A remedy available when there is continuous accumulation of mercury at dumping sites is the qualification of these places as contaminated sites. The Ministry of Environment, Forest and Climate Change (MoEFCC) has recognised these contaminated sites. The Ministry also launched initiatives to clean up hazardous waste-contaminated places in the country.

There are no specific constitutional or legal rights, granted to indigenous peoples, to prohibit mercury-based ASGM in their traditional lands and territories.


Peru has a legal trade on elemental mercury for mining corporations. It is illegal, however, to import mercury without the certification of the Tax Authority and custom officers (SUNAT).

The Ministry of the Environment audits mining corporations and small-scale mining businesses. These agencies eventually supervise the use of chemical inputs in mines, according to the environmental legal standards.

In order to be able to utilize mercury, the mining companies must obtain a permission from the Ministry of Energy and Mining and the certification of environmentally safe standards in mining. Mercury importers are registered by Peru’s customs agency (SUNAT), which manages an import database shared with the Ministry of the Environment.

The trade of mercury can be sanctioned whereas it is linked to illegal mining. Peru criminalizes illegal mining activities under article 307 of its Criminal Code, which prohibits “artisanal mining activities that lack formal authorization”, as well as “illegal trafficking of elements that are useful to informal and artisanal mining enterprises”. Nevertheless, the norms do not mention which “elements” are forbidden.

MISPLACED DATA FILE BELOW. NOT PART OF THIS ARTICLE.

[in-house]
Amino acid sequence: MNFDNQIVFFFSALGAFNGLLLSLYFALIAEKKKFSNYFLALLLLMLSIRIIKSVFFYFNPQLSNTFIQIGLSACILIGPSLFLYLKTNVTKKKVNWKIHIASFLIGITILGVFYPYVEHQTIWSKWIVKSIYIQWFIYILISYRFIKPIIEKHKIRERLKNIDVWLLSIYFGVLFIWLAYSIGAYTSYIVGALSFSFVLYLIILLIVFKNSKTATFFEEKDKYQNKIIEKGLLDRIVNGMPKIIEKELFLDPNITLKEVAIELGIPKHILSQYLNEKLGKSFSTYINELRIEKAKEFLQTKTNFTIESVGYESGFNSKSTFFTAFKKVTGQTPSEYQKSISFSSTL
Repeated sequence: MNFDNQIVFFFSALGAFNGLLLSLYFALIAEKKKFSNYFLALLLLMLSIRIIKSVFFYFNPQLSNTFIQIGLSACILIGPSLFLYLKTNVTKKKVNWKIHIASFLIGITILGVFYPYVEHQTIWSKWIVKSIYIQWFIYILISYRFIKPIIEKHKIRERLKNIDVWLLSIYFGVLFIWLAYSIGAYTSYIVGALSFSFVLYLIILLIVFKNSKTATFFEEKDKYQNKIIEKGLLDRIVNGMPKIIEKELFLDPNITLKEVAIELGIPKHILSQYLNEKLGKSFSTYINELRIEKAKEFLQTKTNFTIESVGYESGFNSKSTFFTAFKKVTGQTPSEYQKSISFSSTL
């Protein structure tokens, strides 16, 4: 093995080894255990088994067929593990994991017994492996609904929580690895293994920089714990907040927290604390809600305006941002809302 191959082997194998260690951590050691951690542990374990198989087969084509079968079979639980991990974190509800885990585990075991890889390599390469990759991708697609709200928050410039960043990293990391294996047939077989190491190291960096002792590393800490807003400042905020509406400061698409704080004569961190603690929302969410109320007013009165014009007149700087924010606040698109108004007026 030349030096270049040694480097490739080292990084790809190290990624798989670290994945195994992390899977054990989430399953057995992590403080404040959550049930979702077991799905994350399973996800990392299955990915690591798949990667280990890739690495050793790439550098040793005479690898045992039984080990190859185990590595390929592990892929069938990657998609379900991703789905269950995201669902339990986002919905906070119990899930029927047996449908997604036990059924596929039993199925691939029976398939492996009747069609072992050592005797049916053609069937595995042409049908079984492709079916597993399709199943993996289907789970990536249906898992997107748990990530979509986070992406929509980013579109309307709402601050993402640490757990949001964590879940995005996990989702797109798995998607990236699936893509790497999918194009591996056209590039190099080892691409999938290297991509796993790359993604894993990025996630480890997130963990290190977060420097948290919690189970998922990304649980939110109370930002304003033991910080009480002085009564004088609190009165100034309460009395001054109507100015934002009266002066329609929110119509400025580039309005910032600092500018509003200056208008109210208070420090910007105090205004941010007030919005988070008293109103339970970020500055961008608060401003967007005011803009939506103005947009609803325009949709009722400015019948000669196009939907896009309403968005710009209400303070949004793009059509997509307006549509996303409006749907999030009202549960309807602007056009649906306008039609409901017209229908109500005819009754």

Illegal miners are a considerable part of the small businesses of Peru. The Peruvian government is promoting a legalization process for these small businesses, so that they can become taxpayers and be part of periodical environmental audits.

Peru signed the Minamata Convention in 2013 and ratified it in 2015, and entered it into force in 2017.

In 2016, Peru’s Ministry of Health implemented a special operation in Madre de Dios to attend civilians and indigenous communities affected by mercury. However, our research efforts found no data on how its budget was applied or how effective the operation was.

According to the recent ombudsman's report of 2021, environmental conflicts related to mining activities represent more than 50 percent of social conflicts in the country.

Article 89 of the Peruvian Constitution recognizes communal property to indigenous peoples, who are fully autonomous of the administration of their land. Peru has also signed and ratified ILO Convention No. 169, therefore, no one can explore nor profit off indigenous peoples’ communal lands without their permission in the country.

However, the government has interpreted the 169 ILO Convention as “soft law” of cultural nature, relativizing the importance of the communities’ right to be consulted about economic activities in their lands. This has led to judicial complaints, which have been partially denied.